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On Palettes

Recently, a friend who shall remain anonymous said to me he wanted to draw some pixel art and would set Aseprite to use the NES color palette because it didn’t have a SNES one.

I was quite amused by this because there is no such thing. The NES, SNES, and IBM PC-Compatible with a VGA card all have one thing in common in that they have program-specifiable palettes. On the NES, you can pick some 28 colors by my count from a fixed master palette:

This isn’t even necessarily correct because of how these colors are generated but whatever. On the SNES though? You have a 256-color palette space, split in 16 rows of 16 colors each. The first of each row is considered transparent (leaving out mode-specific stuff for simplicity) and the final background color behind all the layers is the top-left one. Also, the bottom half is reserved for sprites.

But what do you assign to them? 256 of these bad boys:

Each entry is a 15-bit RGB value, ignoring the 16th. In other words, you have 32.768 different possible colors to pick and choose roughly 256 from. The palettes in Aseprite, or really¬†any graphics editor that has an “indexed” mode, only go up to 256 entries.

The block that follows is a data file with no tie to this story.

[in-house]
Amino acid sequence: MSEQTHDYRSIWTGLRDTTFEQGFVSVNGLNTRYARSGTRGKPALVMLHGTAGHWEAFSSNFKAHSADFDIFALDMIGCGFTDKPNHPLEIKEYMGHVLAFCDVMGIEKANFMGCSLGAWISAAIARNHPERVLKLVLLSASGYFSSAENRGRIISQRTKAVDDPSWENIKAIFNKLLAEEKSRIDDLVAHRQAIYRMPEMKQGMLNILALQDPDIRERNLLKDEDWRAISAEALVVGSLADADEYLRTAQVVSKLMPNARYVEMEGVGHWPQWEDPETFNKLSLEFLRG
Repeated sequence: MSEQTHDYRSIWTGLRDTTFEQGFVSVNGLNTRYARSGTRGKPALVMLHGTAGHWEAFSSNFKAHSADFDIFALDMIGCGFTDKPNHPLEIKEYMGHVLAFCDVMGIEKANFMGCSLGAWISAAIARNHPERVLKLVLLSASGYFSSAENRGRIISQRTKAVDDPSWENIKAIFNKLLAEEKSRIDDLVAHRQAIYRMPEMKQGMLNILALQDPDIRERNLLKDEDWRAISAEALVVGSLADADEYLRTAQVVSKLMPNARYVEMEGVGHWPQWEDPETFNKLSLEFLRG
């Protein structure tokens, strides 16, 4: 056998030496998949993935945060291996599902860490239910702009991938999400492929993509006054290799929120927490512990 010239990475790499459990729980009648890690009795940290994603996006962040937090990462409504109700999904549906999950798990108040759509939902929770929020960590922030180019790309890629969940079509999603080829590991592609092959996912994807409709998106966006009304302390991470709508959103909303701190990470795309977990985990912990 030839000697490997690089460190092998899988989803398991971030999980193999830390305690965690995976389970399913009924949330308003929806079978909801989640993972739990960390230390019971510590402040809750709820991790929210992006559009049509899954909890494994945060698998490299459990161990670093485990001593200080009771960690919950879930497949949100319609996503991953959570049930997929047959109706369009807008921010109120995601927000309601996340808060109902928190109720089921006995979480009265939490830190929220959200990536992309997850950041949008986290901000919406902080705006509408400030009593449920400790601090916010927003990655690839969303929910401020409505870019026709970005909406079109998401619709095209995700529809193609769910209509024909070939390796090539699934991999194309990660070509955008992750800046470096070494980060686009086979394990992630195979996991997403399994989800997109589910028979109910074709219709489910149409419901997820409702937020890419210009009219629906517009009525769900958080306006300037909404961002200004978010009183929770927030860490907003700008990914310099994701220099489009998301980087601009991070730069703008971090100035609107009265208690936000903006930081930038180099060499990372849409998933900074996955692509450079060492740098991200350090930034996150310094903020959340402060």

On the venerable VGA graphics card so widely used in IBM PC-compatibles and still emulated by even the latest powerhouses, you get as many colors but this time you can use¬†all of them at once. And they’re not even 15-bit but a whopping 18, for an impressive 262.144 different shades to pick from:

Still, you’d actually have more of a point speaking of “the” VGA palette. When a SNES boots up there’s no telling what’s in the palette RAM, but when a PC boots up, you know the VGA palette will default to this:

For both SNES and PC though, you’d be better off speaking of specific applications, games, or scenes in games. For example, here’s the default from DeluxePaint:

So just like how you can refer to “the” VGA palette, you can have “the” DeluxePaint palette.


Nicole remarked on Twitter that I missed an opportunity to mock the Genesis. Here ya go, ma’am.

Nine bits, 512 possible colors, 64 at once in memory but only 61 effectively because the first one’s transparent like on the SNES. Here’s the SNES again for easy comparison:

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